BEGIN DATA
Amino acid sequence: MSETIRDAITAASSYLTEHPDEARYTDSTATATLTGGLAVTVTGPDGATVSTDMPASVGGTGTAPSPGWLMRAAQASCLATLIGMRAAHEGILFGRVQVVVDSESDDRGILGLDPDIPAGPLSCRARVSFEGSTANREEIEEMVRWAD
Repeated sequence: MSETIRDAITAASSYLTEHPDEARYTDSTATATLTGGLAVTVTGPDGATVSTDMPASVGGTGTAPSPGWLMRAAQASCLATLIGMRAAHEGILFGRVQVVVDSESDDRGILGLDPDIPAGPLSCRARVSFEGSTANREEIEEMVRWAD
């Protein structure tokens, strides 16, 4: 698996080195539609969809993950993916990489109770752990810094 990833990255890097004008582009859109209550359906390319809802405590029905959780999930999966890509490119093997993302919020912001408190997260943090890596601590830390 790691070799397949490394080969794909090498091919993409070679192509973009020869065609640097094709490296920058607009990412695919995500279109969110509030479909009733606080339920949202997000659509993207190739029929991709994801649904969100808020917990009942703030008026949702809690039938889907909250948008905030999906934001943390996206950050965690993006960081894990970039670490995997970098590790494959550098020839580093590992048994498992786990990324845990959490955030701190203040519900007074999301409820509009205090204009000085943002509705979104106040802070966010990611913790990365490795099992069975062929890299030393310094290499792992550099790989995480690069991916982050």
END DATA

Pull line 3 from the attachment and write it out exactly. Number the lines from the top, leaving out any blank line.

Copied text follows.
């Protein structure tokens, strides 16, 4: 698996080195539609969809993950993916990489109770752990810094 990833990255890097004008582009859109209550359906390319809802405590029905959780999930999966890509490119093997993302919020912001408190997260943090890596601590830390 790691070799397949490394080969794909090498091919993409070679192509973009020869065609640097094709490296920058607009990412695919995500279109969110509030479909009733606080339920949202997000659509993207190739029929991709994801649904969100808020917990009942703030008026949702809690039938889907909250948008905030999906934001943390996206950050965690993006960081894990970039670490995997970098590790494959550098020839580093590992048994498992786990990324845990959490955030701190203040519900007074999301409820509009205090204009000085943002509705979104106040802070966010990611913790990365490795099992069975062929890299030393310094290499792992550099790989995480690069991916982050």